The recent decision in Iveta Nemcova v Fairflied Rents Limited 
UKUT 303 underlined the importance of reviewing lease terms (in
particular, the user covenant) prior to letting residential
property on a short term basis, as set out in
our alert. It therefore seems timely to reflect upon the
potential planning issues raised by short term rentals,
particularly given the rising popularity of websites such as Airbnb
What's the use?
From a planning perspective, permanent use of residential
property for temporary sleeping accommodation constitutes a
material change of use for which planning permission is
Short-term lettings in Greater London are also subject to a
further planning restriction in the form of Section 25 Greater
London Council (General Powers) Act 1973. This makes the use of
residential premises as temporary sleeping accommodation for less
than 90 consecutive nights a material change of use requiring
planning permission. The purpose behind the provision is to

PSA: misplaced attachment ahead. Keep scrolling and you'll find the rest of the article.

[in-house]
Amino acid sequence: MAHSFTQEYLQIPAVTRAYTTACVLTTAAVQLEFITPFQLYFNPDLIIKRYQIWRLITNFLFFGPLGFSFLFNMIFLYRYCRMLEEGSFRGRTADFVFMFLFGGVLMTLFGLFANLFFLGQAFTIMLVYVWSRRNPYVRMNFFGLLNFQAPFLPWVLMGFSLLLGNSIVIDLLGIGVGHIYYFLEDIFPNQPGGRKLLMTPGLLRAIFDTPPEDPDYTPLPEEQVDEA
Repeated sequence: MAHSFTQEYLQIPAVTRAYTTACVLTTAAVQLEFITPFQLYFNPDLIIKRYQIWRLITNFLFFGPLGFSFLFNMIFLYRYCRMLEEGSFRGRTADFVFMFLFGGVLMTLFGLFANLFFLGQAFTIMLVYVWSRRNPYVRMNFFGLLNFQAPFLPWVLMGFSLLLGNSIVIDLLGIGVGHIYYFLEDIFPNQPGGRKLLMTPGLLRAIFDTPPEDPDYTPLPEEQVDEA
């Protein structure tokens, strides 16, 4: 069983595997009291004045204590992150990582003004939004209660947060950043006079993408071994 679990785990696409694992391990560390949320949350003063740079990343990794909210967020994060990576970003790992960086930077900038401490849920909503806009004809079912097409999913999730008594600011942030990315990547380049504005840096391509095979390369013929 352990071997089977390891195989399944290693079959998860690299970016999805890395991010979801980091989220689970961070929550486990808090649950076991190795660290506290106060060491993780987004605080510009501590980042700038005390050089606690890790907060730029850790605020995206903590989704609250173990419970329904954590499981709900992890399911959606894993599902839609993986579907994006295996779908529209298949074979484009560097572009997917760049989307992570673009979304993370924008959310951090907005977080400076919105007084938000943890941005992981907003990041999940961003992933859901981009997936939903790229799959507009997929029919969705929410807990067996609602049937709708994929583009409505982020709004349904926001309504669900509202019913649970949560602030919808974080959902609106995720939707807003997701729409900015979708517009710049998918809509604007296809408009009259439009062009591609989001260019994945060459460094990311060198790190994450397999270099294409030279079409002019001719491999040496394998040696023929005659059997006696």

protect London's permanent housing supply.
The Government introduced an exception to this restriction in the
Deregulation Act 2015. As a result, short term lettings in
the capital are no longer deemed a material change of use if:
the cumulative number of nights use as temporary accommodation
does not exceed 90 nights in any one go (or any calendar year);
the person providing the accommodation is liable to pay council
Such use may, nonetheless, be classed as a material change of
use under Building Regulations. Consequently, upgrade works may
still be required to comply with relevant standards.
The new rules also grant the Secretary of State power to create further exceptions by way of
regulations, albeit subject to approval by both Houses of
The new 90 day cap was imposed to prevent permanent temporary
sleeping accommodation use. As a further safeguard, local
authorities can direct that the new rules do not apply to: (i) a
particular residential premise (for example, where there has
already been enforcement action against a statutory nuisance); or
(ii) a particular area. However, local authorities can only
use this power with the consent of the Secretary of State where it
is "necessary to protect the amenity of the
locality". Time will tell whether these safeguards prove
to be effective.
The reforms are consistent with the Government's broader
objectives of relaxing planning laws and reducing the burden of
unnecessary change of use applications. However, they would appear
to be at odds with the Government's drive to
increase the supply of homes. It is therefore doubtful
that the Secretary of State will make further exceptions to section
25 in the near future.
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